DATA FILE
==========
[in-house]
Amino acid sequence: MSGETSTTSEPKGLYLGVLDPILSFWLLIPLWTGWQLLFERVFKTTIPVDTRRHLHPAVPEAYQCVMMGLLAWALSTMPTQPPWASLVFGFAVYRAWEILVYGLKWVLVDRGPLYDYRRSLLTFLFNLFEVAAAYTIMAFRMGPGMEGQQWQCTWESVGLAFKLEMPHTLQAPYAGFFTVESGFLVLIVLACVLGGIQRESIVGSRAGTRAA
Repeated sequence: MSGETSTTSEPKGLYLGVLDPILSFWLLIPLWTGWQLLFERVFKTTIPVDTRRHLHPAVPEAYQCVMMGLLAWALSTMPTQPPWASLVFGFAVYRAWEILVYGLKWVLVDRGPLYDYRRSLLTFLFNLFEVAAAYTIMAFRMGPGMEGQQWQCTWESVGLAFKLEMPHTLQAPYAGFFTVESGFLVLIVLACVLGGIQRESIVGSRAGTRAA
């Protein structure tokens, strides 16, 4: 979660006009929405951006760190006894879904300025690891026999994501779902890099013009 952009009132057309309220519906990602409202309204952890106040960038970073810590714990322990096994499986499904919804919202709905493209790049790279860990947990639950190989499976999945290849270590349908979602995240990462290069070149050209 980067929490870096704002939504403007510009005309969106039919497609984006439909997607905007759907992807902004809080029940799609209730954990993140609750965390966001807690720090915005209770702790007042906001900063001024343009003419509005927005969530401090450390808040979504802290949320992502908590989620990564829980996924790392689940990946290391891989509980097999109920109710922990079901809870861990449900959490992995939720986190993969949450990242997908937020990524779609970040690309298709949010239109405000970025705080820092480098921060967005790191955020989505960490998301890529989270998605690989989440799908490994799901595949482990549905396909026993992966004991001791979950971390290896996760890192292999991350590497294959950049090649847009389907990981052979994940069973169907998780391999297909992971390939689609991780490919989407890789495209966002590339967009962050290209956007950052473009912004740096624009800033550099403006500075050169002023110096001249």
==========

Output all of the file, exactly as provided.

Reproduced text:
[in-house]
Amino acid sequence: MSGETSTTSEPKGLYLGVLDPILSFWLLIPLWTGWQLLFERVFKTTIPVDTRRHLHPAVPEAYQCVMMGLLAWALSTMPTQPPWASLVFGFAVYRAWEILVYGLKWVLVDRGPLYDYRRSLLTFLFNLFEVAAAYTIMAFRMGPGMEGQQWQCTWESVGLAFKLEMPHTLQAPYAGFFTVESGFLVLIVLACVLGGIQRESIVGSRAGTRAA
Repeated sequence: MSGETSTTSEPKGLYLGVLDPILSFWLLIPLWTGWQLLFERVFKTTIPVDTRRHLHPAVPEAYQCVMMGLLAWALSTMPTQPPWASLVFGFAVYRAWEILVYGLKWVLVDRGPLYDYRRSLLTFLFNLFEVAAAYTIMAFRMGPGMEGQQWQCTWESVGLAFKLEMPHTLQAPYAGFFTVESGFLVLIVLACVLGGIQRESIVGSRAGTRAA
């Protein structure tokens, strides 16, 4: 979660006009929405951006760190006894879904300025690891026999994501779902890099013009 952009009132057309309220519906990602409202309204952890106040960038970073810590714990322990096994499986499904919804919202709905493209790049790279860990947990639950190989499976999945290849270590349908979602995240990462290069070149050209 980067929490870096704002939504403007510009005309969106039919497609984006439909997607905007759907992807902004809080029940799609209730954990993140609750965390966001807690720090915005209770702790007042906001900063001024343009003419509005927005969530401090450390808040979504802290949320992502908590989620990564829980996924790392689940990946290391891989509980097999109920109710922990079901809870861990449900959490992995939720986190993969949450990242997908937020990524779609970040690309298709949010239109405000970025705080820092480098921060967005790191955020989505960490998301890529989270998605690989989440799908490994799901595949482990549905396909026993992966004991001791979950971390290896996760890192292999991350590497294959950049090649847009389907990981052979994940069973169907998780391999297909992971390939689609991780490919989407890789495209966002590339967009962050290209956007950052473009912004740096624009800033550099403006500075050169002023110096001249």